Ray Lu

Associate Professor College of Biological Science Department of Molecular and Cellular Biology Guelph, Ontario rlu@uoguelph.ca Office: (519) 824-4120 ext. 53612
(519) 824-4120 ext. 56247

Bio/Research

During the course of our study of gene regulation events in virus-host cell interaction, we have identified three new cellular proteins, Luman/CREB3, Zhangfei/CREBZF, and Luman-recruiting factor (LRF). These proteins play key roles in animal stress responses, specifically the Unfolded Protein Res...

Click to Expand >>

Bio/Research

During the course of our study of gene regulation events in virus-host cell interaction, we have identified three new cellular proteins, Luman/CREB3, Zhangfei/CREBZF, and Luman-recruiting factor (LRF). These proteins play key roles in animal stress responses, specifically the Unfolded Protein Response (UPR) that is caused by stress in the endoplasmic reticulum. The UPR has been linked to animal development, cell differentiation, as well as a variety of human diseases such as Alzheimer’s, diabetes, cancer and viral infection. We are currently using gene knockout mouse models, combined with molecular and cellular biology techniques to study -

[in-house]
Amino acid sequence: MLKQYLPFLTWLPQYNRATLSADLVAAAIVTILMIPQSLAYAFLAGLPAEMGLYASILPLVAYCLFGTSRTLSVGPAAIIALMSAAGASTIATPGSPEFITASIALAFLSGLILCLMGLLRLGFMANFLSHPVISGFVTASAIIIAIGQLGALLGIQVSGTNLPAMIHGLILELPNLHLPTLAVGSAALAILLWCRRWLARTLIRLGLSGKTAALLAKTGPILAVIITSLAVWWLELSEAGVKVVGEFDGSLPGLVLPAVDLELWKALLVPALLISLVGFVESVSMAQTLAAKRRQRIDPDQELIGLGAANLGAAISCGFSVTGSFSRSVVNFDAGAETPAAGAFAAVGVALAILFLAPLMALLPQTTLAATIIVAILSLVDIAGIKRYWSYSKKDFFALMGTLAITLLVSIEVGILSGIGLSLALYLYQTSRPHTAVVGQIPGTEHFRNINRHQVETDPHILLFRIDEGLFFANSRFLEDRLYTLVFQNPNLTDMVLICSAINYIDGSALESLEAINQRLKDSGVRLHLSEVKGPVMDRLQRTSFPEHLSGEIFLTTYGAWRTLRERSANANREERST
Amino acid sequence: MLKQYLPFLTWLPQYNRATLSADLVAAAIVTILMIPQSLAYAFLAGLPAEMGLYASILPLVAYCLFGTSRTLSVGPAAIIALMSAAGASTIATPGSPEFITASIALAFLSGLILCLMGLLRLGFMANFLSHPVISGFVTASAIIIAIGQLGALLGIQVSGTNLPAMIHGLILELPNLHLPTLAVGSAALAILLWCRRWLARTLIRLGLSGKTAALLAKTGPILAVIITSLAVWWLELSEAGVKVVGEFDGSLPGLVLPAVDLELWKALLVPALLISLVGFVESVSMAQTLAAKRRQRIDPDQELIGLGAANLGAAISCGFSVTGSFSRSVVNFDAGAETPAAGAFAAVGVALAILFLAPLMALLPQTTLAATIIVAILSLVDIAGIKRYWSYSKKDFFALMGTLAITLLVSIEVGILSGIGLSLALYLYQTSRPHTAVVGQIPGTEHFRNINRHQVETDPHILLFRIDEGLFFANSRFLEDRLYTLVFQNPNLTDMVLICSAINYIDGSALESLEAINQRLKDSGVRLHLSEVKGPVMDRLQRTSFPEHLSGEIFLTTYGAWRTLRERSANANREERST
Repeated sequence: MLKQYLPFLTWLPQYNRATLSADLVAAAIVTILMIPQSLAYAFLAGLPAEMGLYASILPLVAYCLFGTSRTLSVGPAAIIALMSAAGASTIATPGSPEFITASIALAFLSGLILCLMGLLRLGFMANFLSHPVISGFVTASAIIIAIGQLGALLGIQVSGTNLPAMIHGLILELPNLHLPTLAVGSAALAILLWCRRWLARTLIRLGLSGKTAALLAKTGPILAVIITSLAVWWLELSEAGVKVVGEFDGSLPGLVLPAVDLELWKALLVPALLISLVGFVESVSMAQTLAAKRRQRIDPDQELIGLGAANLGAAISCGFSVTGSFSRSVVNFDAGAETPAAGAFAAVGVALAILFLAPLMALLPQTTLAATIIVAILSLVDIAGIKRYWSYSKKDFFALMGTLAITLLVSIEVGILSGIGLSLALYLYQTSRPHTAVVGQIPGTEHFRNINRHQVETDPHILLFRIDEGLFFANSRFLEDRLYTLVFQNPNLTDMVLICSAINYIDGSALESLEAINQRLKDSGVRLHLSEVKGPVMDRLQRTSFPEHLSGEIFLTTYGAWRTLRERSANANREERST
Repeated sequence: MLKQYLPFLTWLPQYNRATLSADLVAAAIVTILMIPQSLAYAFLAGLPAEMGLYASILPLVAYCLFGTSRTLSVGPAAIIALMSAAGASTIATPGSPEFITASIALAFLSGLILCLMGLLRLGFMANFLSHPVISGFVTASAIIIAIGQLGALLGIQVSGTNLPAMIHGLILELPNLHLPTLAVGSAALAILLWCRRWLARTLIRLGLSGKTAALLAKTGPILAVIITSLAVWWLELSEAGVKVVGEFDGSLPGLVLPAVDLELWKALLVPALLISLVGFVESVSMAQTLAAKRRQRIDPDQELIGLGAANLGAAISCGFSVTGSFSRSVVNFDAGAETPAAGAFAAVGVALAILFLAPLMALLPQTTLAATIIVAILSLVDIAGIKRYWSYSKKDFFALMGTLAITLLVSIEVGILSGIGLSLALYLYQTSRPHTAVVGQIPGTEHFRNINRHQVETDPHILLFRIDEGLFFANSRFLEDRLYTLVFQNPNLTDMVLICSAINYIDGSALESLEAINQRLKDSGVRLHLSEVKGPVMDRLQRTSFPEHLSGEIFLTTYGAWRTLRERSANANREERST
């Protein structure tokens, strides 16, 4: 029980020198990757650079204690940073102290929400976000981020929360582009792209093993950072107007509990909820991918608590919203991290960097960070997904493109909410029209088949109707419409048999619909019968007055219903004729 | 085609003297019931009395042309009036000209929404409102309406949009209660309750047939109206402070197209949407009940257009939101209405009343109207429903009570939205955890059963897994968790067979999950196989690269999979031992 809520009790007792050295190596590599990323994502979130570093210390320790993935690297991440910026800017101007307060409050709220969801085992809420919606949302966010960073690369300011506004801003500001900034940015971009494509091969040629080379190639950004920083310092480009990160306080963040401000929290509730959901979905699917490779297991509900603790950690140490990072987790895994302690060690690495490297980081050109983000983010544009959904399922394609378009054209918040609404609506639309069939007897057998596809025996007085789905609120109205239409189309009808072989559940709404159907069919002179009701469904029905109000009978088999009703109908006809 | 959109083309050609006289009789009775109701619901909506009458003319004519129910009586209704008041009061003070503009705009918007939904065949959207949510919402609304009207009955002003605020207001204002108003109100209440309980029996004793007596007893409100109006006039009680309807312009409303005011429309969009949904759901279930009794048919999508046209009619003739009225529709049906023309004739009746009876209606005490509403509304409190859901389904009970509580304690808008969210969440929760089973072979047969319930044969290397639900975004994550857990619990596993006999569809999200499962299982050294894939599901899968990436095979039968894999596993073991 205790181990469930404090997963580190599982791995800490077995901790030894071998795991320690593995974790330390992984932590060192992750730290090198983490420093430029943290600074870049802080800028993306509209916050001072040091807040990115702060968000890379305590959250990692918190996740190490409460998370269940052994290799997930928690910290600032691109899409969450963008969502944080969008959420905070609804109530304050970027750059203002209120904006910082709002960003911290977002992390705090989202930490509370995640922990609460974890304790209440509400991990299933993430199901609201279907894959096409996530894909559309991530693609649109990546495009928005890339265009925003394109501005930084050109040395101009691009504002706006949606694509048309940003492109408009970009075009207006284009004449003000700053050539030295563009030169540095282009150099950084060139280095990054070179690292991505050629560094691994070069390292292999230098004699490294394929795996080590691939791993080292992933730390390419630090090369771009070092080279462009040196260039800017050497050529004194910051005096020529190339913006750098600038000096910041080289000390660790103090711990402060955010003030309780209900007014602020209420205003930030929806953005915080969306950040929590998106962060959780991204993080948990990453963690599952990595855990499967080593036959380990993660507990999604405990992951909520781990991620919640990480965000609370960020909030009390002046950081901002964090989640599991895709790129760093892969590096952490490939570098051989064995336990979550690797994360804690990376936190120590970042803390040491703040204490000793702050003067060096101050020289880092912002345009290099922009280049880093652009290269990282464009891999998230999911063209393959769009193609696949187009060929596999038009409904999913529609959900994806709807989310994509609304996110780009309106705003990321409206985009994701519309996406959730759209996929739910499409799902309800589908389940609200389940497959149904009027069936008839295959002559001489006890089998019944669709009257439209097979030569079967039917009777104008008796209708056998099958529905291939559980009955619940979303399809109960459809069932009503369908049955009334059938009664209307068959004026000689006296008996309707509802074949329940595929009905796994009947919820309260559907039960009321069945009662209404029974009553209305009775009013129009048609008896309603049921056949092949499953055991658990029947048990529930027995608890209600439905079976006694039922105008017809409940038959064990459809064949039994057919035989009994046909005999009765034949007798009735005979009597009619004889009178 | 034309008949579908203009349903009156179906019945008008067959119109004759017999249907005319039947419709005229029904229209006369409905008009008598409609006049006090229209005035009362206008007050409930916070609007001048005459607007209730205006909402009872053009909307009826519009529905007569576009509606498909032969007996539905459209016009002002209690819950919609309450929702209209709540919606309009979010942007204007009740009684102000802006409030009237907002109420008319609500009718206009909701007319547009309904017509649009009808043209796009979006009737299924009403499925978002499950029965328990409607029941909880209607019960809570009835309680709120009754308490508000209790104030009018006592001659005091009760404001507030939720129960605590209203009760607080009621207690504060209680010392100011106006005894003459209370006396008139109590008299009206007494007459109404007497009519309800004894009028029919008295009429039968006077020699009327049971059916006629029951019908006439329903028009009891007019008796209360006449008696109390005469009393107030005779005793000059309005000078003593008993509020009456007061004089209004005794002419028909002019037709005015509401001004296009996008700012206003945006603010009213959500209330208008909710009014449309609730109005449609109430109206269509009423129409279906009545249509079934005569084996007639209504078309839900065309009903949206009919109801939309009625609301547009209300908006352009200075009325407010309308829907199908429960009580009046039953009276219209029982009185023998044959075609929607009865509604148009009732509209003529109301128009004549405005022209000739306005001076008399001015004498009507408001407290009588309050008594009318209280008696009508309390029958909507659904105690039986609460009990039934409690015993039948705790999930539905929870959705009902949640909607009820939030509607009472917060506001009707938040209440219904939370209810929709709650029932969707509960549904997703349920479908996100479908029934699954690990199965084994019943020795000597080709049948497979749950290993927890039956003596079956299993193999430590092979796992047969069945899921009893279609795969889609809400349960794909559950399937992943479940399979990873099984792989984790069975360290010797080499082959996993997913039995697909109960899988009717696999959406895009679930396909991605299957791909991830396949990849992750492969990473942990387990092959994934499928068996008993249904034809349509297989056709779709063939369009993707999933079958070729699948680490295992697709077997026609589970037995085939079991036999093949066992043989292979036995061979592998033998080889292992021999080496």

Stress signaling mediated by these proteins (their upstream and downstream targets), and how it is related to cellular processes or animal diseases (lipid metabolism/obesity, hypoxia/cancer, glucose metabolism/diabetes, and inflammation);

The molecular mechanism of how these genes/proteins are regulated during the stress response (e.g., transcriptional regulation, protein translational modification and trafficking etc).

II. Molecular Mechanisms of Aging

Another new and exciting field that we have recently undertaken is to study of the mechanisms of aging using planarians (flat worms). The planarians are potentially a better model system than traditional fruitflies and C. elegans (round worms), both of which have undergone extensive gene loss during evolution and are largely post-mitotic in their adult life. We are working to establish planarians as a new aging model to test the hypothesis that longevity requires multiplex resistance to stress. We hope to identify genes or alleles that confer such multiplex stress resistance and/or promote longevity.


Click to Shrink <<

Links

Media Relations

Lori Bona Hunt
l.hunt@exec.uoguelph.ca
519-824-4120 ext. 53338